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What Plants Should I Cut Back in the Fall?

Wondering which, when and how much to cut back your garden perennials? Help is here!

 

Plants you should prune in the fall:

Now (November) through December is the perfect time to cut back grasses such as Russian Sage, Catmint, Black-Eyed Susan, Lavender, Butterfly Bush, Itea, and Hibiscus. Trim these plants to about 4-6 inches above the ground.

 

Some Hydrangeas such as PeeGee and Annabell can also be trimmed now, but others, such as Mophead, Lacecap and any Hydrangea whose flowers bloom on “old wood” should not be cut back in the fall. For an excellent infographic to help you identify hydrangeas and when to prune them, visit. www.provenwinners.com.

 

Plants you should avoid pruning in the fall:

Put off cutting back any spring blooming plants such as Forsythia, Azalea, Rhododendron, Lilac, Dogwood, certain Hydrangea (see above) and all flowering fruit trees. The buds for these plants are already set by fall, ready to bloom as soon as spring arrives. Cutting them now will only deprive you of spring blooms! The best time to cut back spring blooming plants is shortly after they flower.

 

Why cut back in the fall? Four good reasons:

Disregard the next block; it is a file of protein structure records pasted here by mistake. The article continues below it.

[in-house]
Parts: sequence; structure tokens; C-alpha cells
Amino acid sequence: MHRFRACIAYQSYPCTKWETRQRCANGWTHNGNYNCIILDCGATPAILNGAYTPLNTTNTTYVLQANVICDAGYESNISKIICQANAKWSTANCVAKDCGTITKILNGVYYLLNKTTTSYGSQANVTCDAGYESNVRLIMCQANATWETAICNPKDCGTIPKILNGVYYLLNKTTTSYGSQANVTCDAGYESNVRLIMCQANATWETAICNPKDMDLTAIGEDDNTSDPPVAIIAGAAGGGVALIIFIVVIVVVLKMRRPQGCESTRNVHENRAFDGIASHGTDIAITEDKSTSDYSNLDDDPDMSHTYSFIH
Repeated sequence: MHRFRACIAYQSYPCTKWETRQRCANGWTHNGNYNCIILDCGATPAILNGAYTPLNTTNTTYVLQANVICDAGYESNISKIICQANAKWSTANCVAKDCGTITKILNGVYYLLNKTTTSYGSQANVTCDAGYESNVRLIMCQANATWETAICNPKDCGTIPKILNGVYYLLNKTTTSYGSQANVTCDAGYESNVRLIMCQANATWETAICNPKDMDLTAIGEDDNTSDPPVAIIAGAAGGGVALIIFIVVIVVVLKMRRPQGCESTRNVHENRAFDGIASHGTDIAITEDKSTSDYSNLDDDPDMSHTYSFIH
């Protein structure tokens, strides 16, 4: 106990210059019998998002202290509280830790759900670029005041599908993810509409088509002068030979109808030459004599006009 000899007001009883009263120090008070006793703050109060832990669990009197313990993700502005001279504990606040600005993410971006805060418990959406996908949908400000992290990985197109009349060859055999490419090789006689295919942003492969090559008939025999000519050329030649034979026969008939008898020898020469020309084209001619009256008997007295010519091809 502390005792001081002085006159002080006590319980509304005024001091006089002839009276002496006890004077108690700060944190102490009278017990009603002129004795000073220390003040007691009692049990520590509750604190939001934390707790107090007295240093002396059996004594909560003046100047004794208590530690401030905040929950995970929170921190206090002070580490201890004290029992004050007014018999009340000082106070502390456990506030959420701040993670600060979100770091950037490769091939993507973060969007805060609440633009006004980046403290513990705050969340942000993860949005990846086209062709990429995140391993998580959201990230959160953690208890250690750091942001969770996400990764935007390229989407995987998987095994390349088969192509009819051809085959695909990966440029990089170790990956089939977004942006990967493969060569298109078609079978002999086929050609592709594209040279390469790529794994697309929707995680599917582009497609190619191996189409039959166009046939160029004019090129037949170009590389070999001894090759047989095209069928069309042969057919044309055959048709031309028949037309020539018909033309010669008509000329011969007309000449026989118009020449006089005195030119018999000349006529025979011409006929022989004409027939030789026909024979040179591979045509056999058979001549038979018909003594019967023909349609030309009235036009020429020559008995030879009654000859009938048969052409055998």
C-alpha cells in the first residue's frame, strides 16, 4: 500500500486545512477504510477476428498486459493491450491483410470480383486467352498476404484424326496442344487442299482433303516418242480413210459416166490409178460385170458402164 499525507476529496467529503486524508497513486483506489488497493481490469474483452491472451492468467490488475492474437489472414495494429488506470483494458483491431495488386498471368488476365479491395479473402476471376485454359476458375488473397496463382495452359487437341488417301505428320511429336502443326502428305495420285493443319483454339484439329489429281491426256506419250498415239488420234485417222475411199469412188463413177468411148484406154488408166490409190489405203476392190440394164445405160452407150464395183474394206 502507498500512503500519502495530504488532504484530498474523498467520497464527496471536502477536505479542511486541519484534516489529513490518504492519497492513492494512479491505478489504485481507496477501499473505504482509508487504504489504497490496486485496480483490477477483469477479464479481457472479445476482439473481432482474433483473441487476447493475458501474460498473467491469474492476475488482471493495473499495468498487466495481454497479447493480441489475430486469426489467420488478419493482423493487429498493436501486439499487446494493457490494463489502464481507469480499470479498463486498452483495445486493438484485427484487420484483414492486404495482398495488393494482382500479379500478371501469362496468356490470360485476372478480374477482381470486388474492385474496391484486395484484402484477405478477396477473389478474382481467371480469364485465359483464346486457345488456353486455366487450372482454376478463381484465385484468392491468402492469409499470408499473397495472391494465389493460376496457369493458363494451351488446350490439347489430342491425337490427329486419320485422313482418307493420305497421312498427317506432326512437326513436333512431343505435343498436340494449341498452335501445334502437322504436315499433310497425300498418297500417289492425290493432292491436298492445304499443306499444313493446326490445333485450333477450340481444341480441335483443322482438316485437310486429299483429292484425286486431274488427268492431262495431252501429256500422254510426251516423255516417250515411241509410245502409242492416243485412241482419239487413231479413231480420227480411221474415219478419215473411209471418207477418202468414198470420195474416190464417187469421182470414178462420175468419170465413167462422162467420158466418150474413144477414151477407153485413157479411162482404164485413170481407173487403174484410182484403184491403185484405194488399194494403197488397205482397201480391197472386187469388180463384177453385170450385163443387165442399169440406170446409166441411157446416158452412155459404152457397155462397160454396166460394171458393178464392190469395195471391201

• Plant vitality – cutting back your plant in the fall gives it room to come back in the spring with healthy, more robust growth. This is particularly true for grasses. Dead grass blades are very sharp and damaging to delicate new shoots as they emerge.

 

  • Disease prevention – dead plant debris can function as a warm, welcoming spot for certain diseases, fungi, and overwintering insects. Keeping things clean and trimmed discourages fungal growth along with the likelihood of pests returning in the spring.

 

  • Aesthetics – there are a number of plants that add beauty to the winter landscape, particularly when dusted with new fallen snow…and then there are ones that just look sad and depressing, waiting for spring to return! Additionally, certain plants—particularly those that edge walkways and driveways—can be damaged from the weight of heavy snow piled on them.

 

  • Timing – spring is a busy time with post-winter cleanup, soil prep, etc. Getting a pre-season jump on some of these garden tasks in the fall, helps lighten the load of spring chores, giving you more time to do what you really want to do in the garden—plant!

 

Need more info on putting your garden to bed for the winter? Contact us here at Farmside Landscape & Design.